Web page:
Dominique Sisley Nothing is quite as shattering as a broken heart. A bad breakup has been known to trigger a range of psychological and physical symptoms, from nausea and insomnia to clinical depression. In more extreme scenarios, broken heart syndrome – when a person’s heart stops pumping blood properly after an emotional shock – can lead to death. Fortunately, recent breakthroughs suggest we may soon be able to beat it. In March, a Spanish study found propofol, a sedative used for anaesthesia, may also be able to mute the painful memories that come with heartbreak. Participants were injected with the drug immediately after recalling a distressing story and, when asked to recount it again 24 hours later, they found the memory to be less vivid. Advertisement The principal goal of the research was to relieve the symptoms of post-traumatic stress disorder (PTSD), but it seems there may be scope for the drug to be used to suppress other upsetting memories. An unexpected loss such as heartbreak can also be traumatic, and some people report similar symptoms. Dr Bryan Strange, who led the study, says: “Combining anaesthesia with evoking an emotionally charged memory impairs its subsequent recall. We will need to derive a set of criteria that identify people for whom it works well, and where the benefit justifies the risk of anaesthesia. There may well be those for whom heartbreak is so distressing that the criteria is fulfilled.” In the past year, a wave of apps such as Mend, Rx Breakup and Break-Up Boss have been released, promising guidance, advice and distracting activities to help soothe the pain of heartbreak. It is a lofty promise, but one that appears to be rooted in logic: a study in 2017 found similar brain-training style exercises could help curb embarrassing or impulsive post-breakup behaviour and strengthen self-control. © 2020 Guardian News & Media Limited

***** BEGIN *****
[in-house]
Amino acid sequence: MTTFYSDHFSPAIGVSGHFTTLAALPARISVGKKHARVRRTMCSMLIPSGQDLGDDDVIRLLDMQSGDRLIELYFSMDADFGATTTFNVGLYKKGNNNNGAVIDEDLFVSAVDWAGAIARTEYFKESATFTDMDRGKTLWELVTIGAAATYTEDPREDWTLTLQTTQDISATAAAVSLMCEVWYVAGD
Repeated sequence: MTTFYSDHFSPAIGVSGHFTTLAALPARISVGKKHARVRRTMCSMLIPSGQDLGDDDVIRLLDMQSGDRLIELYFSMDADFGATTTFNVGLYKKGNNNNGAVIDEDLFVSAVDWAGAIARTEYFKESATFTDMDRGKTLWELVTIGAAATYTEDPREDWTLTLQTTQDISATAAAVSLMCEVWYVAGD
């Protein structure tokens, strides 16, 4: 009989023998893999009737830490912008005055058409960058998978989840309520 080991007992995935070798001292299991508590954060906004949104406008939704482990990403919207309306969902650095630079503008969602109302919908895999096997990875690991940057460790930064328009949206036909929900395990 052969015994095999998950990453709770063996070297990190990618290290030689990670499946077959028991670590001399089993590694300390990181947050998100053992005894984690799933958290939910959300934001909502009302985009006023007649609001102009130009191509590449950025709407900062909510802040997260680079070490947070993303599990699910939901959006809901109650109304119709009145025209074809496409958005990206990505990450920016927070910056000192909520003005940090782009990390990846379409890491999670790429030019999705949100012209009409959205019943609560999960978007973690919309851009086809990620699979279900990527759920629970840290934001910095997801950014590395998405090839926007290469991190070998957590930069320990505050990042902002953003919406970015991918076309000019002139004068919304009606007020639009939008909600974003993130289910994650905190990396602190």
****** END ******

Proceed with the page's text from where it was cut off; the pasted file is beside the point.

Related chapters from BN: Chapter 16: Psychopathology: Biological Basis of Behavior Disorders; Chapter 12: Sex: Evolutionary, Hormonal, and Neural Bases
Related chapters from MM:Chapter 12: Psychopathology: The Biology of Behavioral Disorders; Chapter 8: Hormones and Sex
Link ID: 27066 - Posted: 02.24.2020